Monday, November 21, 2016

Retail Markets & Betting Markets Have Big Differences

Yesterday on the twitter I posted this (at left) screenshot from a book. It's about LEGO, who was falling on hard times in the early 2000's, and they commissioned "big data" to tell them what was wrong with their product.

The global data said that the digital generation (born post 1980) had "short attention spans", needed "instant gratification", and big, difficult, time-consuming puzzles were not going to fly in the new world.

Luckily for them, due to smaller, anecdotal data, the company took the opposite approach and made their product even tougher, and more time-consuming to use. This strategy worked, because by 2015 LEGO passed Mattel as the world's biggest toy maker.

Ain't that a kick in the pants.

For us in horse racing who believe this is similar to what racing experiences, it's refreshing to read. The LEGO experience is a polytrack race with 14 horses, versus a five horse field where the speed horse sprints and staggers home at 3-5.

The spawned a short discussion. One tweet caught my eye about using customer data.
In retail getting the customer to spend more in gross dollars is the goal. Always has been the goal. In fact, it's not only in retail. As noted in this marketing piece last week, the Trump team spent their marketing money in large fraction to get their voters to do more, too.

From my experience, racing thinks the exact same thing - get people to spend more. Of course, this is fine if we're talking churn. But their 'bet more' mantra is all about retail.

It's a jackpot bet, fractional betting, a guarantee, a post drag. It's tweets about an event. It's the Kentucky Derby shoehorning more people into the place. It's hats n' Miss Cougar II, n' stuff. It's all about one disparate entity getting a customer to spend more on their entity, venue or bet.

What many in racing miss, in my view, is that they can crunch numbers until the cows come home, but if their goal is to squeeze the customer for more, without tempering that with considerations of their customers' betting ROI, they're toast.

This is not a challenge for a lot of companies who depend on similar for growth (think Google), but racing has a great deal of trouble with this. Corporate entities compete, and if a jackpot bet breaks a betting base and hurts the sales funnel for all of racing, so be it. You can run down bankroll degradation examples, you know them all by now.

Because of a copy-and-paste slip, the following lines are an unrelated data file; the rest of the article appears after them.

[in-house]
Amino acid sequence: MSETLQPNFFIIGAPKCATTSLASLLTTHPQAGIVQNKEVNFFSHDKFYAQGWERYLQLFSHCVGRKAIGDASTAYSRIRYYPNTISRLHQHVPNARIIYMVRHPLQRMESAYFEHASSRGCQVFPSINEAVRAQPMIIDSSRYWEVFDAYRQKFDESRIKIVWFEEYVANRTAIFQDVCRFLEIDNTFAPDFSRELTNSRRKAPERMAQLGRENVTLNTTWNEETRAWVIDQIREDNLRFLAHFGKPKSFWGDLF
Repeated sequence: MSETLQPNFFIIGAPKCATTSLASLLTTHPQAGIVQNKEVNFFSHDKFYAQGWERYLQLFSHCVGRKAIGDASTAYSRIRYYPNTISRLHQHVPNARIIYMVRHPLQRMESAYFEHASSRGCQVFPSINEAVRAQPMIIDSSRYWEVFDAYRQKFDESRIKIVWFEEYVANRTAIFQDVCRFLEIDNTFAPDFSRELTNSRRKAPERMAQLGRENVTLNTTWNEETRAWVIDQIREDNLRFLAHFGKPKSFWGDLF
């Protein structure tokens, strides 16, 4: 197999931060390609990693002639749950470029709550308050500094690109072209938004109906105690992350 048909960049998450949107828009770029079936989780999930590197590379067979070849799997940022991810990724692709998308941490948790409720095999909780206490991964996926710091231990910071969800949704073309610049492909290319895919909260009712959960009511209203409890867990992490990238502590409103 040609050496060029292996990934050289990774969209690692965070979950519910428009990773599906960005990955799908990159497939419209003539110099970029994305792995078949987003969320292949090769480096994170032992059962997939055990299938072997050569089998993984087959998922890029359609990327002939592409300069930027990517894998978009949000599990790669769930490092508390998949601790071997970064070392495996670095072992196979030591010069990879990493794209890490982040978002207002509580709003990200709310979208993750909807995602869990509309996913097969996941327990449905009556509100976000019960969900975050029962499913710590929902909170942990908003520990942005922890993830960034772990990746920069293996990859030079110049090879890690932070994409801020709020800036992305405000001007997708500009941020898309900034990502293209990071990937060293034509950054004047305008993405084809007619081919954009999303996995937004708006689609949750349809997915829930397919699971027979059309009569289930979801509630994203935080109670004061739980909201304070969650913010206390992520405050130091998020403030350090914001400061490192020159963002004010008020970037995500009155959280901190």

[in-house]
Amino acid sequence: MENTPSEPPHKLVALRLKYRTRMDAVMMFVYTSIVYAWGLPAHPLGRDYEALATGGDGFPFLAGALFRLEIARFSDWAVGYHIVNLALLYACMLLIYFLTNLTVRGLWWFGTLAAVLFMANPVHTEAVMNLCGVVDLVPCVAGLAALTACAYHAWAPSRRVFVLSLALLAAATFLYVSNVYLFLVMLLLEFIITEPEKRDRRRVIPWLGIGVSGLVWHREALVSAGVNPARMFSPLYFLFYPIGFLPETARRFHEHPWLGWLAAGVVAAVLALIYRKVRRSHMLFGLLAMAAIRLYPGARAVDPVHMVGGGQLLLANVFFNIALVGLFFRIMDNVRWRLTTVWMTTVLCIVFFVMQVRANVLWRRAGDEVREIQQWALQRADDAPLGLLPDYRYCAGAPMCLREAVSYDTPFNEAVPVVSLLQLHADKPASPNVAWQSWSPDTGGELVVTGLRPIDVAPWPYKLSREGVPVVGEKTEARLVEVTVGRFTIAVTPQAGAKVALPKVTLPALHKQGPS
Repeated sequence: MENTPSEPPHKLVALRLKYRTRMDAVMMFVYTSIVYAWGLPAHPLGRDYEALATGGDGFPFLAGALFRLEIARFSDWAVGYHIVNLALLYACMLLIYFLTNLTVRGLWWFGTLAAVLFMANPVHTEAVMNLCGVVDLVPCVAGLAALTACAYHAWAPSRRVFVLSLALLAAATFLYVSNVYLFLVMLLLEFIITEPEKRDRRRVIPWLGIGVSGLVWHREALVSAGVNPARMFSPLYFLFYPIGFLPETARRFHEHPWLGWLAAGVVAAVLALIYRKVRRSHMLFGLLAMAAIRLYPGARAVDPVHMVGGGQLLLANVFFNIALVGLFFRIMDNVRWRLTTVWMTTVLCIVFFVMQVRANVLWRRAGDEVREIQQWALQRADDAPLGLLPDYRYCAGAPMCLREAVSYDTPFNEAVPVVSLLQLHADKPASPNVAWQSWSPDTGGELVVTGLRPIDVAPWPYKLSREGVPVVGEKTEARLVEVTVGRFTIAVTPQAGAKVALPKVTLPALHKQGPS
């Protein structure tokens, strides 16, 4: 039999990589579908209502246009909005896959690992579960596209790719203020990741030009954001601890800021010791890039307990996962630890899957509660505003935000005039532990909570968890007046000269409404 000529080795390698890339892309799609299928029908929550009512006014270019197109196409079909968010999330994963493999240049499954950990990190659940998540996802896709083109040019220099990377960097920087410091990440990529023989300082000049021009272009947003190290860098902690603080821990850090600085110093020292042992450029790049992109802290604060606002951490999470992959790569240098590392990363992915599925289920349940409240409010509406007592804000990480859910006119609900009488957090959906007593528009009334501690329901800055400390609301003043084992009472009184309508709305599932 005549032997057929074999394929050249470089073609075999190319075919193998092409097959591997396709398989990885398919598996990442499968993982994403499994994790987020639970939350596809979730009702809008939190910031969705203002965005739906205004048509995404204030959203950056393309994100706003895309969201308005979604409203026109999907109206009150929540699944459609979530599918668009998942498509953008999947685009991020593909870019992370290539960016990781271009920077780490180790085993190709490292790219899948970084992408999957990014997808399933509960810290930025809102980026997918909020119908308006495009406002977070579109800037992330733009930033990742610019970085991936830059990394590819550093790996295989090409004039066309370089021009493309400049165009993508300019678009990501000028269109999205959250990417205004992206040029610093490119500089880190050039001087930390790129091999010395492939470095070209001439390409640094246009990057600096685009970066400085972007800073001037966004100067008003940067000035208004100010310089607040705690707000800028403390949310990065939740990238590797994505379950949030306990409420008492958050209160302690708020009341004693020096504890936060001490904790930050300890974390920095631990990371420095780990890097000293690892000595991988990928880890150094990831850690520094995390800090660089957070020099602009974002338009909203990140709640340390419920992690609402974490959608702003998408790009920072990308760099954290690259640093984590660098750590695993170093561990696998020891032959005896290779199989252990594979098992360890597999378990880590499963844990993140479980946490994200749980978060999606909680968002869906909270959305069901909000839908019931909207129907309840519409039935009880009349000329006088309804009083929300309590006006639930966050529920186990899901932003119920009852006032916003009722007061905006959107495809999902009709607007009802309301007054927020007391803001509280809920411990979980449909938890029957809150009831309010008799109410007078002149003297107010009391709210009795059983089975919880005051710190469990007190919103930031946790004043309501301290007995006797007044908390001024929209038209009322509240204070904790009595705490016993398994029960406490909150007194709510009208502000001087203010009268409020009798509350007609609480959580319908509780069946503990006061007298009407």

It's funny because, oh, about 15 years ago now I had a track executive tell me about something they found in their data, in an almost giddy-like way -- "It's amazing how much and how often customers bet when they're winning!"

A few years later his track raised takeout. In present day, their marketing team promotes their jackpot bet.

Have a great Monday everyone.


Sal Carcia said...

Based on this Twitter exchange, I skimmed the latest Churchill Downs 10K. The impression I get from Churchill's own report is that horseracing is an industry in decline. Also, racetracks are capital intensive and gross earnings are low. It does appear that they have invested a fair amount in the Churchill facility itself. But, most of their future growth and investments are outside of horseracing.

The greatest issue horseracing faces is and has been that it is not a viable standalone business. In its present state that is. As result, the game is lacking investment. Its survival is dependent on the fact that it is gateway to other gambling businesses. But, that is a risky proposition long term.

Sal Carcia said...

I have seen some consensus that the jackpot wager is potentially bad for the financial health of the game longer term. In theory, I suspect some good arguments can be made against it. But, if one looks at Gulfstream Park with its Rainbow Pick Six, they are breaking handle records every year. There is definitely a demand for this type of bet.

But assuming it is bad for the longer term, the question is why is this bet so attractive to the handicapper? Is it the jackpot, that makes it attractive? That could be the sizzle. Or is it, that players like it because they can use their handicapping skills to play at a reasonable price? I saw an analysis online where the Rainbow P6 day-to-day payoffs are greater than a parlay play. So, there could be more to it.

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